Monday, 16 December 2013

Student Reflection: Why I believe it is an Essential Part of the Learning Process

I’m a person that values reflection in every aspect of my life. I reflect on myself in terms of my day to day life.  I reflect on my goals and I reflect on my effectiveness as an educator. It is through the reflective process that I am able to not only make changes and improvements to my teaching methods, but it also helps me evaluate the reasons of why I do things the way I do things. Without reflection, we merely run through the motion without having thought about why we do things. I believe reflection is an essential part of the  learning process which everyone should be involved, including our students.

There are two kinds of reflections that I get my students to do.
Reflecting on their performance and their classroom learning process.  
a) At the end of each quarter and semester, I give them a prompt questions in order to help them reflect on how things went for them. I use this opportunity to also get feedback from students about my innovative class structures. (Go to my previous blog posts to see how I structure my flipped classroom and Student Led Project Based Learning class.)

Following questions were given last week to my students.
1. How did you feel about the way the math class was structured for you this year?
2. What were some of the things you enjoyed about your math class this semester?
3. What were some of the challenges you faced in your math class this semester?
4. Share one major growth you went through as a student due to your math class.
5. How do you plan to approach the finals and the second semester for math?

I made the questions very specific because whenever I am not, they tend to just talk about their high school life in general, and I was more interested in getting some feedback on what was going on with them in my classes.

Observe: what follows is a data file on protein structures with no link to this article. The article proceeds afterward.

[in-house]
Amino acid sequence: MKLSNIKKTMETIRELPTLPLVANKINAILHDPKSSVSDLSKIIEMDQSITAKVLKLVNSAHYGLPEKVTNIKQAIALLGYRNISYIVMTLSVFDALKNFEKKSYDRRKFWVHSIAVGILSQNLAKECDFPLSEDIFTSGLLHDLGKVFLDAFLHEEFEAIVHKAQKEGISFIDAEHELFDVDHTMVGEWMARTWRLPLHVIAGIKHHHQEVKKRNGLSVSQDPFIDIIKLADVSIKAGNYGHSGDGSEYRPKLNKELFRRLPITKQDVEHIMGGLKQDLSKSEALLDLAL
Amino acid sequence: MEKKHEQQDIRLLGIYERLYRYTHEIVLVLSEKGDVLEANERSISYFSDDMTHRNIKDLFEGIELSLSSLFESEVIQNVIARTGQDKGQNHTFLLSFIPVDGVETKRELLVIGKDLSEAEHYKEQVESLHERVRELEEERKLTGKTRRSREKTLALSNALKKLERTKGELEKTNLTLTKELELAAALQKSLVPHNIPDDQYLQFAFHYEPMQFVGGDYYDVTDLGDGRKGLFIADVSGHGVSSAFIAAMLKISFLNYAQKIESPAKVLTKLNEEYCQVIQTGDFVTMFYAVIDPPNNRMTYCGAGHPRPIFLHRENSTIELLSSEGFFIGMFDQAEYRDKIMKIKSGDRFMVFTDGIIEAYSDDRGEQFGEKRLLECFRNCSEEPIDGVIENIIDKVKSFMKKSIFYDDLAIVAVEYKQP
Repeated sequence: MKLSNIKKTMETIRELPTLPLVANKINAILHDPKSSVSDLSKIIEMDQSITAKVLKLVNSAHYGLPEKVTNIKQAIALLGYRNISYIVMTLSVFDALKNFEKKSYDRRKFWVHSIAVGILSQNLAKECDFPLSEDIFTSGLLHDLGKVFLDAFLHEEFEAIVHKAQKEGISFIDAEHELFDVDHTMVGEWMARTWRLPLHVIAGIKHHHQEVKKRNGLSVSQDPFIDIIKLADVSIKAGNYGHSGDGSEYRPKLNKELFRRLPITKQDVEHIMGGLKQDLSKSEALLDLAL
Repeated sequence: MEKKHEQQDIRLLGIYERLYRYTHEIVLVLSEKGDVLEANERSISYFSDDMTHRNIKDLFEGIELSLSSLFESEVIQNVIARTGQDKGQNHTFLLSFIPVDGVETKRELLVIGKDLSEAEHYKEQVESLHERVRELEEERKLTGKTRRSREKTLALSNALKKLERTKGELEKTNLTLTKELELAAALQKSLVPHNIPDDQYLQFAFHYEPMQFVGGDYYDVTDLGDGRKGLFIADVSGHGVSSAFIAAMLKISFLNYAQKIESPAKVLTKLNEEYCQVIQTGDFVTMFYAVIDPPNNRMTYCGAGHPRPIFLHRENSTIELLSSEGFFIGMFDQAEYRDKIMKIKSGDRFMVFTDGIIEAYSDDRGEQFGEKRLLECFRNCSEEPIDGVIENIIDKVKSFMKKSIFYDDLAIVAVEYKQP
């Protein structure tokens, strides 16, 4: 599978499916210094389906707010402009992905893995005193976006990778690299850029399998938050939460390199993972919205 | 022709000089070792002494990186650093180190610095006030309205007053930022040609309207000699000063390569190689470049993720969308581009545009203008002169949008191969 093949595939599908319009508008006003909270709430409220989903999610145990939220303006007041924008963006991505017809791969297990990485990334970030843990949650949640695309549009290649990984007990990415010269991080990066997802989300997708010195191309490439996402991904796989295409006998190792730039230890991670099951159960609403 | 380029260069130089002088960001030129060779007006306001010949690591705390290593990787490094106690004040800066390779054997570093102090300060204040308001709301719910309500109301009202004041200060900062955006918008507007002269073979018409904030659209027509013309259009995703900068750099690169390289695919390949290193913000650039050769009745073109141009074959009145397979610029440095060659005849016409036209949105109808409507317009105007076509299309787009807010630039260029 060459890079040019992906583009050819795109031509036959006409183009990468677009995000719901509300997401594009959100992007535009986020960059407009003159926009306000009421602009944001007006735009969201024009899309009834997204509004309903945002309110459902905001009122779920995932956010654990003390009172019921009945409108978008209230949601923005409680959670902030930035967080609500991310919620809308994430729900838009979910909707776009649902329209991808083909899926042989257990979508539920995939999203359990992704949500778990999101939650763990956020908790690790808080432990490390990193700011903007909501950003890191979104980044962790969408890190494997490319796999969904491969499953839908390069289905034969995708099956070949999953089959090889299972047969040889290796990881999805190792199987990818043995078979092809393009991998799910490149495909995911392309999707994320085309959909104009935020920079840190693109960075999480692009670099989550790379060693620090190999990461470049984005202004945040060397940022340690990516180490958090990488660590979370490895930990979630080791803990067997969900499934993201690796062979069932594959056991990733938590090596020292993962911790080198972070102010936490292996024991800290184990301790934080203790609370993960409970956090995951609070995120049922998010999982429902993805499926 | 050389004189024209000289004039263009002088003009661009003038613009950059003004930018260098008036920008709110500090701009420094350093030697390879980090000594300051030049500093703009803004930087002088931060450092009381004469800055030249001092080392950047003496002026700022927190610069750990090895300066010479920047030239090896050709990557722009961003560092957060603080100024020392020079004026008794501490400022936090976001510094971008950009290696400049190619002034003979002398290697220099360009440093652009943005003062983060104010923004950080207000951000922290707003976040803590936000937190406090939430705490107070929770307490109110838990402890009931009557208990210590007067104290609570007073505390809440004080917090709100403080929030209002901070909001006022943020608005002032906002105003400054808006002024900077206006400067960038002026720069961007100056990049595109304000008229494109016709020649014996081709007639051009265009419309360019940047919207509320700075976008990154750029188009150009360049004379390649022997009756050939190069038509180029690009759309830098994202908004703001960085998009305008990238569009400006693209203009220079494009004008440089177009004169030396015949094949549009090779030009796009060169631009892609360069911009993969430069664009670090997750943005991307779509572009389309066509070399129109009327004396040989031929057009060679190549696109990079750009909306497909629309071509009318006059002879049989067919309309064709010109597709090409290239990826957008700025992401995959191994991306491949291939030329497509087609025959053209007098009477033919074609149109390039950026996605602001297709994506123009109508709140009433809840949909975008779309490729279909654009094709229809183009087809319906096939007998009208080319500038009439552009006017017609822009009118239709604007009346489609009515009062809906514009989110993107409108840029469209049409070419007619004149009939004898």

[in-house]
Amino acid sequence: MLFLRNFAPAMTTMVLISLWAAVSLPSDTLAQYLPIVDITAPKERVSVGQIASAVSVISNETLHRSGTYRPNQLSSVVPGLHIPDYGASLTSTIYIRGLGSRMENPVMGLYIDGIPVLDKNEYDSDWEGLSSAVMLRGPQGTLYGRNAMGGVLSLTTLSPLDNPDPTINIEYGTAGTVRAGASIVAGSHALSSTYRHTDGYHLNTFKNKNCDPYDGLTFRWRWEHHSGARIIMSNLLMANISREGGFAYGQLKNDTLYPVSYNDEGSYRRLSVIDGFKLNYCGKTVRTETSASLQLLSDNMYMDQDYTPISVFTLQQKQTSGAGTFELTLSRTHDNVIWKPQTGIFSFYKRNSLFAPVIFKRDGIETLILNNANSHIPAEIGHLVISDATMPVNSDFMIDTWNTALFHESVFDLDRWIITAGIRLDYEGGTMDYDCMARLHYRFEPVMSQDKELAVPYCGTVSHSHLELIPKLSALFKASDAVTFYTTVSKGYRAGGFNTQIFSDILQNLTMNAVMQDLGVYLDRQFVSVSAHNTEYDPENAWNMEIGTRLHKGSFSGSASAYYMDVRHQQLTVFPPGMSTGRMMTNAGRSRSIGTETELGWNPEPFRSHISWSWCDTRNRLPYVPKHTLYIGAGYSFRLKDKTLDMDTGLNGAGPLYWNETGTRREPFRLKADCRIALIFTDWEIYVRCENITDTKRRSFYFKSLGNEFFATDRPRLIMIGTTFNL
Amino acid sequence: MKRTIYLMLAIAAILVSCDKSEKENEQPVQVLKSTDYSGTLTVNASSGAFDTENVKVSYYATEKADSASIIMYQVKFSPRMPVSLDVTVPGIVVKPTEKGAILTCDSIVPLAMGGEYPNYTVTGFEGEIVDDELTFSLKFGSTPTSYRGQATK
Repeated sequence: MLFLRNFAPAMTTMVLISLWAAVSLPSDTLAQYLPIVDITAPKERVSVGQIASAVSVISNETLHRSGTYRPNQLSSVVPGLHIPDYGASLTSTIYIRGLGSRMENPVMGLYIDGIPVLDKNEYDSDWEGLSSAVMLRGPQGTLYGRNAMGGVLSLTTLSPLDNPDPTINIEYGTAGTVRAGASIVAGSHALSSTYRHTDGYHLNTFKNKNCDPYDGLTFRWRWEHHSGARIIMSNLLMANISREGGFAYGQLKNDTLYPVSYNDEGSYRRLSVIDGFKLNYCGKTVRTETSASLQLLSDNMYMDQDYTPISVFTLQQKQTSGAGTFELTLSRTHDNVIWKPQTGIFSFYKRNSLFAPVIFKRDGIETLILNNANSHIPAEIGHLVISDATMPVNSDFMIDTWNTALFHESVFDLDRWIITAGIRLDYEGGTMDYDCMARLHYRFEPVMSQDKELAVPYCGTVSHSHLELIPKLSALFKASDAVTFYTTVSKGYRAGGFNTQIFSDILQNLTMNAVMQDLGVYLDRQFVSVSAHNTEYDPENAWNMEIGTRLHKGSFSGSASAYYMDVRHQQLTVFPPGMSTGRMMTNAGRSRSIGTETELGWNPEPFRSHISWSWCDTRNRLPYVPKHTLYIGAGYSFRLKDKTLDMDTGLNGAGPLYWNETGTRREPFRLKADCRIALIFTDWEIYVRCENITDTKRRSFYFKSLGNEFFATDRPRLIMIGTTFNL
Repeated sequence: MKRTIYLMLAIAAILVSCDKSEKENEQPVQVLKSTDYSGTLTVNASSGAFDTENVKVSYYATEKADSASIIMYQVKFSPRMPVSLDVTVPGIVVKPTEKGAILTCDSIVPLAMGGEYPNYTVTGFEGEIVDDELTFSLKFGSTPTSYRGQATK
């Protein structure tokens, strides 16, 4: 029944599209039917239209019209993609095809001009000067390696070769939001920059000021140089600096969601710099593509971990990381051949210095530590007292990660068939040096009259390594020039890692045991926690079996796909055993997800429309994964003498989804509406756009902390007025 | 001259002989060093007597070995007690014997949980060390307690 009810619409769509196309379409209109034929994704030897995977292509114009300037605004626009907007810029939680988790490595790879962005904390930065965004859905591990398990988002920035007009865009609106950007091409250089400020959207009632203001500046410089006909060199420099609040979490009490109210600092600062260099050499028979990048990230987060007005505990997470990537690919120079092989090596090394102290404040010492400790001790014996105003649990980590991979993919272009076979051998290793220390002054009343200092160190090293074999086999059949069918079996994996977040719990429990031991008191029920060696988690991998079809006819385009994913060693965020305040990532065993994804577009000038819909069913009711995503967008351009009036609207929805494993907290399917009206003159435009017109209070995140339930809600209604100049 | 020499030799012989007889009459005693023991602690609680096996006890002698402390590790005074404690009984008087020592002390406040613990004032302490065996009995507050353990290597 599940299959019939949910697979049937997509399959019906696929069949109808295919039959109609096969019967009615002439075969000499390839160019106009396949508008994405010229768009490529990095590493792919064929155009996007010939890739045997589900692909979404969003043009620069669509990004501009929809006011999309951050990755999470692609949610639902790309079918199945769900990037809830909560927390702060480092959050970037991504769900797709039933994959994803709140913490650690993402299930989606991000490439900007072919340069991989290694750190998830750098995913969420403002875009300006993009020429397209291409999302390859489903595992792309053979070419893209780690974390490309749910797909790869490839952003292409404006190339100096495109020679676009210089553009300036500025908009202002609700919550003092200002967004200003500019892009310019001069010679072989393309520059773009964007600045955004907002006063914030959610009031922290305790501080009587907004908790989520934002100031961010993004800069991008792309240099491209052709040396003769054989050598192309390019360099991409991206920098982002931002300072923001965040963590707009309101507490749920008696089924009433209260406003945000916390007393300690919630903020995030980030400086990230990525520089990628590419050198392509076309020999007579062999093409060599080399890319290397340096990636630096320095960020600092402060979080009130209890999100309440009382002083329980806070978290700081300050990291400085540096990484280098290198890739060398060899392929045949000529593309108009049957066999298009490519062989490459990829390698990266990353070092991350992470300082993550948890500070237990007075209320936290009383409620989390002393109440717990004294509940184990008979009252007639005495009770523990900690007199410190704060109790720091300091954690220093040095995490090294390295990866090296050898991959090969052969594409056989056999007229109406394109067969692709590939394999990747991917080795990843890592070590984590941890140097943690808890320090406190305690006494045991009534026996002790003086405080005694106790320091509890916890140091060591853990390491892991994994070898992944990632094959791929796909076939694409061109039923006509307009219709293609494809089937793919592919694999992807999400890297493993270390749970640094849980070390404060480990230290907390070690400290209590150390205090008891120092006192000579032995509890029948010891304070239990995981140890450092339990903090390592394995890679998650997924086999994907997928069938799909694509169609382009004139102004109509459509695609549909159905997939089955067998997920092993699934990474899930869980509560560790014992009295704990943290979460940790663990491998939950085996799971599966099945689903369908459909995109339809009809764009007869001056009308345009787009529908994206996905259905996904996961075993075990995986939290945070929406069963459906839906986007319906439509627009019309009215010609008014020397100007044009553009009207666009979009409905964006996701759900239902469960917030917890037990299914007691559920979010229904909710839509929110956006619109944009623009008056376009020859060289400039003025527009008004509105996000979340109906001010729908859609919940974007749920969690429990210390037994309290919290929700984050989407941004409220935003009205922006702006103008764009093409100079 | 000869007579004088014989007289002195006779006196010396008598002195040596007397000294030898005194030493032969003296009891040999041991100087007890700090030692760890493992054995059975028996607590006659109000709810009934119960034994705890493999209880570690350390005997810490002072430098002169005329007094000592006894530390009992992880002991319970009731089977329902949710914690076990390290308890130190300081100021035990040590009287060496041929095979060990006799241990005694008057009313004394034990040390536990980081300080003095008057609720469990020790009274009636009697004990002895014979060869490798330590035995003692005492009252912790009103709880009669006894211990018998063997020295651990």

b) Whenever there has been a project or activities that were more “hands on” or “real life application simulation”, reflection of the learning process is always part of the requirement and it is stated clearly in the assessment rubric. (See my blog post about Assessing Student Created iBooks for examples.) When students do hands on activities, they would be making certain choices of how they would go about doing so. Reflection is important to make them think about the choices they made in terms of how things worked out, and how they would go about it in the future when similar choices were given.

2) Reflecting on their philosophies in life and their character as a person.
I’ve started doing this last year, and I have continued it this year. I post up “Discussion of the Week” in our class social network group (last year I used Facebook and this year I am using Schoology) which they have to participate by posting a comment. At first I thought it would just be something fun to do, to get students to think about and comment on non academic things. However, they have exceeded my expectation in what deep thinkers they are, often writing a whole paragraph. So I realised how important it is to get students thinking about themselves and not about their scores or learning. Some examples of questions I’ve posed and student responses in the last semester are:

Discussion of the Week:
"Above all else, never think you're not good enough." - Anthony Trollope
Confidence is often a serious issue for high school students, at this age of self discovery. What are some of the reasons why you would think you're not good enough? Are they external forces, or internal within yourself? What are the standards we are measuring against and why? How can we overcome that feeling not being good enough and build that confidence in ourselves?